I poured the mixture into the pie crust (you do not need to let the crust cool down first), smoothed it out and baked it an additional 17 minutes. When done, the inside should jiggle slightly while the outside edge is set. I put the pie on the cooling rack to cool completely and then put it in the refrigerator for four hours.
When it was time to eat the pie, I whipped the cream, sugar and vanilla using the stand mixer, starting on medium-low for one minute and then turning it up to high for about three minutes. I watched the consistency of the cream to make sure I didn’t over whip it. When the cream was at stiff peaks, I spread it over the pie.
The filling is very sweet, so the saltiness from the cracker crust worked nicely. I don’t usually use sugar in the whipped cream when I make Key lime pie because of the sweetness. I think that would work for this pie as well. This delicious pie (even Chris ate the whole piece) was even better the next day. At 511 calories a slice, with 53 grams of carbs, 1 gram of fiber, 31 fat grams and 8 grams of protein, I will reserve this one as a special treat.
The best investment I have made in the kitchen — in a lot of years — has been a kitchen scale! It all started when I got out my bread machine a few years ago started baking bread regularly. In search of new recipes for fun I came across the “baker’s recipe” for bread, which is based on percentages. On a whim I picked up the cheapest home scale I could find for about $10.00 and I started using it first for bread, then for most everything.
As I said, it wasn’t a huge expense. For the cost of a couple Starbucks fancy coffees you can get a usable scale and aside from putting the periodic battery in them they seem to last and last and last. Look for one that changes between lbs and grams and aside from that all you have to do it turn it on, zero out the weight using the appropriate button, and off you go.
I grew up in the 50’s and 60’s. Post WWII this country was booming and even though our family had some lean years it seemed as if my parents preferred giving up on other things and eating well. As a result I have struggled all my life with buying my clothes down the “husky” aisle. We never had the same selection of color or style — we had what was “practical” or serviceable. I suppose on some level that may be why I react negatively even to this day to the word “practical.” But on with the story.
When you watch cooking shows on TV you often hear that baking is scientific; you have to have the recipe just right and you have to follow the recipe. Following directions is something I’ve never been good at. I rarely make the same dish the same way twice and although I have owned a lot of cookbooks in my life they have all been “just for reference” as when the time came to put ingredients in a bowl I pretty much winged it. Until I started baking bread.
A few years ago I came across a bread baking site on the InterWebs and I was astounded. There was a “standard” bread formula that almost all commercial bakers used. It amounted to weighing out your flour and then adjusting the amount of water, yeast, salt and any other ingredients you were putting into it by percentages of the flour-weight. Most common for a handmade loaf is water is 70% of flour weight, yeast, salt, sugar, milk and other such items are each some smaller percentage — usually between 0.25% and 2%.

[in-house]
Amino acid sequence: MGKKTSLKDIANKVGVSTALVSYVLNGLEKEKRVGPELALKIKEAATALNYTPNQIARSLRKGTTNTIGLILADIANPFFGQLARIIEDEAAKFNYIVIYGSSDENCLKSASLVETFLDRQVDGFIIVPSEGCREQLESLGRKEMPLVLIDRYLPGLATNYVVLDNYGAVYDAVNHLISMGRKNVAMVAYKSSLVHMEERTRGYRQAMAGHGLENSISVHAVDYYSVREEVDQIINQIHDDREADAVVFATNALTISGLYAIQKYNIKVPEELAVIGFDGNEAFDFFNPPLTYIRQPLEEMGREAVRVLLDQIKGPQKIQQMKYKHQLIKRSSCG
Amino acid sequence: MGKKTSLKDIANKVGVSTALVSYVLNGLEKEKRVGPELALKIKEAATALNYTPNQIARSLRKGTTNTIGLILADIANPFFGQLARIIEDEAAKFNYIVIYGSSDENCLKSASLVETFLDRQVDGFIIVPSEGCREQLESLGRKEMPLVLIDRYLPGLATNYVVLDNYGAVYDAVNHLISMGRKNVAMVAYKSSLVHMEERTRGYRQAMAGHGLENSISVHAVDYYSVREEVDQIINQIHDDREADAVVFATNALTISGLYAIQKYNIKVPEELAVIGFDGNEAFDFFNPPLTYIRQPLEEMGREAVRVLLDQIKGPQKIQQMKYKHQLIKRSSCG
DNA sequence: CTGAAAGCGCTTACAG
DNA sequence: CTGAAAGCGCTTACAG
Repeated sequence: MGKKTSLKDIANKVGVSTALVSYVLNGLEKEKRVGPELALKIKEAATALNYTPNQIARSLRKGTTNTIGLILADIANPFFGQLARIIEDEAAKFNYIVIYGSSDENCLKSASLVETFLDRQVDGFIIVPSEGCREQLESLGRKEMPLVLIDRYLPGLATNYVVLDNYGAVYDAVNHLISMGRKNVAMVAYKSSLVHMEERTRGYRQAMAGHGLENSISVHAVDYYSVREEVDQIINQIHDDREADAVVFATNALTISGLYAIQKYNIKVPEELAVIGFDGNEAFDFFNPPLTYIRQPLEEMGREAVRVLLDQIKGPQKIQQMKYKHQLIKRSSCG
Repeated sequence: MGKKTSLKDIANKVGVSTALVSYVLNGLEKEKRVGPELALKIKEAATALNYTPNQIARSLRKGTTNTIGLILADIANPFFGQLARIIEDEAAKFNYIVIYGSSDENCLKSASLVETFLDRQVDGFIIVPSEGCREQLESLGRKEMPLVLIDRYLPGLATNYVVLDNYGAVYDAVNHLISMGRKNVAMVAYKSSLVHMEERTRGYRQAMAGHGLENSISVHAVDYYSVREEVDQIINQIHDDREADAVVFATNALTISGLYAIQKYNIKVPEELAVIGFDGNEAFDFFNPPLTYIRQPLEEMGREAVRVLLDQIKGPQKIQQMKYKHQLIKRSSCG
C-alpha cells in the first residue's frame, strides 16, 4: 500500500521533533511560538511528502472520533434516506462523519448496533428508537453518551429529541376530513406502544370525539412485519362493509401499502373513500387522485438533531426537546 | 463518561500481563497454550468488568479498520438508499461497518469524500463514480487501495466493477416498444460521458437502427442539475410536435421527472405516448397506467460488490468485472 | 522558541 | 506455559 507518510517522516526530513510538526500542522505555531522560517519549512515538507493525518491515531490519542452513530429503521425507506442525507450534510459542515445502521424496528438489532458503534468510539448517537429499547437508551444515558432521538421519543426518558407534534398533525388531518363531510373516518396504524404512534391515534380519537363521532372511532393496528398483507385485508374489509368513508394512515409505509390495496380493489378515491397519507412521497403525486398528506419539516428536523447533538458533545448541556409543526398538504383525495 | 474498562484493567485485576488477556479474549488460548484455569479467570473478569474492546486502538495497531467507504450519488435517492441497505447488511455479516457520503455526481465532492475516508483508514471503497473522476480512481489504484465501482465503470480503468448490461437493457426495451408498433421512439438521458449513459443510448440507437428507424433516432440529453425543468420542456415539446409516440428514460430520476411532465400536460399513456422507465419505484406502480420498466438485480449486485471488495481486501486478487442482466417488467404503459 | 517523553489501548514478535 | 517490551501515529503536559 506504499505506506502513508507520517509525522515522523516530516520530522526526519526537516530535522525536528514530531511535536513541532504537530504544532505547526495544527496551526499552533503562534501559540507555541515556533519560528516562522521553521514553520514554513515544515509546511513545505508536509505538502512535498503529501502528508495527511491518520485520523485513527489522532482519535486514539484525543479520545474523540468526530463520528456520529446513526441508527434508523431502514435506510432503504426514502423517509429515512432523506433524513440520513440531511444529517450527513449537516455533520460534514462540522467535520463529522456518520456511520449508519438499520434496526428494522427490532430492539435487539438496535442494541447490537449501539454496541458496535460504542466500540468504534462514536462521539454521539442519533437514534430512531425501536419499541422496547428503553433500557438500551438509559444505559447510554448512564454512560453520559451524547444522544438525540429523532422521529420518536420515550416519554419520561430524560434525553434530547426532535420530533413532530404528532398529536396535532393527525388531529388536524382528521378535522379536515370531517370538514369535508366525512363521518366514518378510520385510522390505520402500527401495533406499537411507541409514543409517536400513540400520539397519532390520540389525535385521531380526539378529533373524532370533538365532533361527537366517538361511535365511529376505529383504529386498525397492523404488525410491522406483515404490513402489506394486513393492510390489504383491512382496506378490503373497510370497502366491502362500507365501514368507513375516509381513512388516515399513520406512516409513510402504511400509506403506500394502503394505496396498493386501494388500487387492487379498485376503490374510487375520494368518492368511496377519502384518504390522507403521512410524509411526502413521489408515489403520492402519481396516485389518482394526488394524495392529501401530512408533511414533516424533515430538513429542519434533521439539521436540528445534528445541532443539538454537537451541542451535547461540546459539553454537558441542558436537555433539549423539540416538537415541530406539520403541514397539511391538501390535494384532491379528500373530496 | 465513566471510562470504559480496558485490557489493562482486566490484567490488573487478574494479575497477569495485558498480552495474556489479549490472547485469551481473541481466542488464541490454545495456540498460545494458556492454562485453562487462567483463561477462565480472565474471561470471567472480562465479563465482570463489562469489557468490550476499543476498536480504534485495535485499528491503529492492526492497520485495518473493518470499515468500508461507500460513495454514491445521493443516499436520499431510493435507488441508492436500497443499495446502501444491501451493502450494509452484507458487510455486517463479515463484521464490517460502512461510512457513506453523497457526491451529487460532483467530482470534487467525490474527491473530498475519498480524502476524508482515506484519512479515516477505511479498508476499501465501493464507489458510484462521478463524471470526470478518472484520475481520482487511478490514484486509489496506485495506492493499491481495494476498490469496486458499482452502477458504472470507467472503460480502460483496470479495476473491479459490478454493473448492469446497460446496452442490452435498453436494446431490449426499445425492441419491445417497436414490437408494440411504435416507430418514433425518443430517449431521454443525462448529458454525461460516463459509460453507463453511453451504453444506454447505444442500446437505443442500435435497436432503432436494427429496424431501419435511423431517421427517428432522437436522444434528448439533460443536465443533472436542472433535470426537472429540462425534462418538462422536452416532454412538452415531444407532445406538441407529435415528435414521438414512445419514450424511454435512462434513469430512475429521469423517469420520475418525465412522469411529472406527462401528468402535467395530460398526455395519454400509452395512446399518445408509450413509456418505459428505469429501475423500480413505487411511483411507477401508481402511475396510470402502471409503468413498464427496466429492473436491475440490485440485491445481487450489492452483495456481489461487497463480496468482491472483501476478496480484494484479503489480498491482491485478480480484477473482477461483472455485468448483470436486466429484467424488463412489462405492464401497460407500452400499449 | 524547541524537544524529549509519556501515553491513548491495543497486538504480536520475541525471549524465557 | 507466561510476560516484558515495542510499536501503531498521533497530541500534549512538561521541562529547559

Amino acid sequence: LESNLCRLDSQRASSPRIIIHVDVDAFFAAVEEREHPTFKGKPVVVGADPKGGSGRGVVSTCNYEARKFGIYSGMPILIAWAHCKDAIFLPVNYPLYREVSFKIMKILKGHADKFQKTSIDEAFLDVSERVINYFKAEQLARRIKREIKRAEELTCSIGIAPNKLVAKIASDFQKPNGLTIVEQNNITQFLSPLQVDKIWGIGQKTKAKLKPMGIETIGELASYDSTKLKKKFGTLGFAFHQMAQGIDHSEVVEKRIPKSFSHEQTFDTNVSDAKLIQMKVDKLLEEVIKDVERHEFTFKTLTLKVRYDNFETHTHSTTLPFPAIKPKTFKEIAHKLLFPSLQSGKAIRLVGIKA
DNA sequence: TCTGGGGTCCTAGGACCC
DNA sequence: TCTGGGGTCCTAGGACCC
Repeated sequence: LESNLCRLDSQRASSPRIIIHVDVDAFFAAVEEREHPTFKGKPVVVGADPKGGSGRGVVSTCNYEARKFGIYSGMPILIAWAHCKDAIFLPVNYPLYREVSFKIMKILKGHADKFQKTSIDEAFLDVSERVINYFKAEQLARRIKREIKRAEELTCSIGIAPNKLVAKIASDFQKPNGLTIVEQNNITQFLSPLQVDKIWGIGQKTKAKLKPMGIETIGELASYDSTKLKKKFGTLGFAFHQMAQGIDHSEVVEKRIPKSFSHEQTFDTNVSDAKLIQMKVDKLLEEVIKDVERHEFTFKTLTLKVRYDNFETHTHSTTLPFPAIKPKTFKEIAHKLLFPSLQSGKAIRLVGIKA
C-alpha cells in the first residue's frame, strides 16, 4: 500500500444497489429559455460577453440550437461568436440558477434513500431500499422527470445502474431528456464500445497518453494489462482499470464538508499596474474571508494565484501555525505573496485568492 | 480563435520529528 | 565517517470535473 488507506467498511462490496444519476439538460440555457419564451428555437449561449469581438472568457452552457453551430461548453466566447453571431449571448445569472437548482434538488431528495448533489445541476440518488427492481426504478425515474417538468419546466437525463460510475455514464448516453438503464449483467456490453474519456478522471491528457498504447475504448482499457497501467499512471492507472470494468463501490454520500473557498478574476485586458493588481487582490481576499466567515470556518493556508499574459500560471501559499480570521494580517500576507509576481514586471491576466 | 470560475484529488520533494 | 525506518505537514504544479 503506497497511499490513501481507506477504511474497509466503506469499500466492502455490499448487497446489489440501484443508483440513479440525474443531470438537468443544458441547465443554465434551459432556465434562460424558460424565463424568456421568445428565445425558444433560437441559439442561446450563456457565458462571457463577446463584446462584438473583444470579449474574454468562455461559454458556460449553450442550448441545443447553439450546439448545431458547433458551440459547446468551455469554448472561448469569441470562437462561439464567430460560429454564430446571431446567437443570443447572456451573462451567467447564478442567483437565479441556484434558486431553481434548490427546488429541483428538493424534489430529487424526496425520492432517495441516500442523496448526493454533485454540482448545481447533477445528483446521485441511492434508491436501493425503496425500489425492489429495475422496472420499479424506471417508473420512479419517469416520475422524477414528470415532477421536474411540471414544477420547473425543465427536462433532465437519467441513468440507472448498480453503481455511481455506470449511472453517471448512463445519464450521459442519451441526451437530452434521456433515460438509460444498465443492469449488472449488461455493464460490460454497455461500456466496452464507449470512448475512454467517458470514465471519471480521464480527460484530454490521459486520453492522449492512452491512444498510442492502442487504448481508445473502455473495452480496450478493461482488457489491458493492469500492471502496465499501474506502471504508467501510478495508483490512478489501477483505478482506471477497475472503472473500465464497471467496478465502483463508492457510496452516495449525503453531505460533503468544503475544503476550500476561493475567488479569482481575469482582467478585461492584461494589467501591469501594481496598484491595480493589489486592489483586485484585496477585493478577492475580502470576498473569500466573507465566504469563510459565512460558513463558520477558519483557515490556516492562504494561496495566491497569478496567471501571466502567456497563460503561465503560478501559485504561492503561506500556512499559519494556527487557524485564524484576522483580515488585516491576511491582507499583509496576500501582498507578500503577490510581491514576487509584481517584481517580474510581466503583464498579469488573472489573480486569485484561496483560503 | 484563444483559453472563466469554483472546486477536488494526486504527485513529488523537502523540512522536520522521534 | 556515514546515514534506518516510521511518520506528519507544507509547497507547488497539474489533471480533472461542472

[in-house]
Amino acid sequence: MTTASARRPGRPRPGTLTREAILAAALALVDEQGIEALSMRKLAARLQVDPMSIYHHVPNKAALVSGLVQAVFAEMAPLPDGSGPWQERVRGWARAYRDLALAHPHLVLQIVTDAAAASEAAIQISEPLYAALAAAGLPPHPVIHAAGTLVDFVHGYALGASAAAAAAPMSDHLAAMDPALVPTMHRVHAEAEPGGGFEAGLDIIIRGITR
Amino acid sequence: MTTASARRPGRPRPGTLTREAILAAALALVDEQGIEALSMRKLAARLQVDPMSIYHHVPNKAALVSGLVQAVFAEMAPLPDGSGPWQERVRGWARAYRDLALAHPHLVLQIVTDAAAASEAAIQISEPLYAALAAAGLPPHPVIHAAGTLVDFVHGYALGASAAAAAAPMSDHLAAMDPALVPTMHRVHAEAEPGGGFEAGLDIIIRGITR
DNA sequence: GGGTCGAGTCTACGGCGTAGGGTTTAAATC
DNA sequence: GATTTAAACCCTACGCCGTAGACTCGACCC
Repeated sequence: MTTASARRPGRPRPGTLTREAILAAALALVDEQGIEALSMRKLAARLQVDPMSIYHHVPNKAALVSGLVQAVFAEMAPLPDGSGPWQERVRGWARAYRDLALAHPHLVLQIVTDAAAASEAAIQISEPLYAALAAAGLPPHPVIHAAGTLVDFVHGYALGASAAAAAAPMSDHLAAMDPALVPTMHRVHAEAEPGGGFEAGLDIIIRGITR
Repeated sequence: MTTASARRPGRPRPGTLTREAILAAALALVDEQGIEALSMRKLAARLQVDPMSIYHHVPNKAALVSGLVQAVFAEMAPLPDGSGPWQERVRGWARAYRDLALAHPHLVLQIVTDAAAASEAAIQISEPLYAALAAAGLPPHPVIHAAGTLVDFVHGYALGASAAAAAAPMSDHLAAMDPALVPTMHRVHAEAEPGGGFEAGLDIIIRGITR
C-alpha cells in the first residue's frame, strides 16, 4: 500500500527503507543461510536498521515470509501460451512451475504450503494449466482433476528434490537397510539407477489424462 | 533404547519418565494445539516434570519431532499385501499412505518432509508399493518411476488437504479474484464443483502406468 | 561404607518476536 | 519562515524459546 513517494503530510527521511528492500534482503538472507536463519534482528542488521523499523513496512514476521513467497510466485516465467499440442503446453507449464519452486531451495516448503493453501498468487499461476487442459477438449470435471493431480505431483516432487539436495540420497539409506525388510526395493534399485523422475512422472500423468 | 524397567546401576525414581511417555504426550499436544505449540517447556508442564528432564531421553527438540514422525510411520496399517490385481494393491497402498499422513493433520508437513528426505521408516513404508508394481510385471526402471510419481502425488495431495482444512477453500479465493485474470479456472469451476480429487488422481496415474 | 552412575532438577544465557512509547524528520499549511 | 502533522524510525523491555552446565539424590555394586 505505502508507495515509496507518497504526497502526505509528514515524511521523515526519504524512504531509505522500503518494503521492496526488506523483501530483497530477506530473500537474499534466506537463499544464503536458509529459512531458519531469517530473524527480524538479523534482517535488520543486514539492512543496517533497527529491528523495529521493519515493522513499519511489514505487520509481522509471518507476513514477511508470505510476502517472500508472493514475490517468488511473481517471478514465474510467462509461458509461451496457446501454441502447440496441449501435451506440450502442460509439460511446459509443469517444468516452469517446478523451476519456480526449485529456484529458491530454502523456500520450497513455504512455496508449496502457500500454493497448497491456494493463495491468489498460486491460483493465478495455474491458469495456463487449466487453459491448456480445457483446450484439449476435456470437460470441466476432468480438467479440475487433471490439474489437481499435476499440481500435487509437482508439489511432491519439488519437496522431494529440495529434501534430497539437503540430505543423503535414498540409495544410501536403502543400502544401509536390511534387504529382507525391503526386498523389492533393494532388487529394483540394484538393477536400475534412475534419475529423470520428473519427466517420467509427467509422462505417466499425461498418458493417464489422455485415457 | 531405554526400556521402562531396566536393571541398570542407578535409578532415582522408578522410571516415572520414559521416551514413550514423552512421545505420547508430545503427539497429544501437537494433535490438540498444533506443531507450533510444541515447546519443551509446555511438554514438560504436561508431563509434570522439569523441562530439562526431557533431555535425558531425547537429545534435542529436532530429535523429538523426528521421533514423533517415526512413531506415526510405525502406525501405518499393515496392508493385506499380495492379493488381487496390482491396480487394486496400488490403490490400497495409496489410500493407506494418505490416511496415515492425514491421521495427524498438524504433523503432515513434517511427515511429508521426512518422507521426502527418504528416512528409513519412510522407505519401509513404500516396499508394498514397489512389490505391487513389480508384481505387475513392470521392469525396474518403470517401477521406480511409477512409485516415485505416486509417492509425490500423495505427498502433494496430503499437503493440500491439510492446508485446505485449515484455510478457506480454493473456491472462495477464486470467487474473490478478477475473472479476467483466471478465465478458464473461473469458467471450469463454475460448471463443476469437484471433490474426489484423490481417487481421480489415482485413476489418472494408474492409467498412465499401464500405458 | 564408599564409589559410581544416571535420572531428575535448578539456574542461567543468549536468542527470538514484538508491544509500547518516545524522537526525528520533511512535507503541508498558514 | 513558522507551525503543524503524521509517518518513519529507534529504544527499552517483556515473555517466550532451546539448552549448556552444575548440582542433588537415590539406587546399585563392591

Some bread machines don’t like dough to be quite that wet. For my Zojirushi machine I have learned that I need to make a slightly dryer loaf otherwise the preset bake time doesn’t get the baked bread quite as dry as I would like so I use something closer to 65%. The Breadman machine that we have at our summer place seems to do just fine at 70%. Obviously, the same exact formula in 2 different machine will produce loaves with a slightly different weight as no two bread machine manufacturers use exactly the same timings or heat settings. And, to make matters even more interesting the Japanese Zojirushi machines are designed to favor a sweeter milk bread rather than a milkless European loaf.
For example, I regularly make a 1 pound loaf:
- 170 grams water
- 018 grams vegetable oil
- 020 grams sugar
- 180 grams bread flour
- 080 grams AP or Whole Wheat flour
- 020 grams powdered buttermilk
- 020 grams malt
- 080 grams salt
- 010 grams yeast
When I weigh everything out accurately the bread comes out identically every single time. When I get sloppy all sorts of things can happen. This is only one of several recipes I use but for just the two of us, geezers as we are who don’t eat nearly as many carbs as we once did a 16 ounce loaf lasts long enough not to need to make a loaf everyday but we finish them before they dry out.
A true french bread would only use four ingredients, flour, water, salt, yeast and I have made very acceptable loaves using the percentages of only those 4 ingredients.
I wish the website I found 9 or 10 years ago was still active. I tried it a year or so ago and it seems that the site had been closed down but there was an interactive live spreadsheet that you could use to calculate almost any ingredient you imagined (with a suggested range of percentages to try) and upon deciding your final loaf weight the spreadsheet would calculate out all the weights you needed to add. I’m sure the computer savvy folks out there could produce their own spreadsheets but it was a lovely, easy tool to try. Now I just adjust my own formula as suits.
However, what I discovered is that once I started weighing out bread ingredients I started paying closer attention to how much of everything I have been eating and that single factor has made a significant impact on what I eat now and how much. It’s funny that there should be a knock-on effect but I found it true.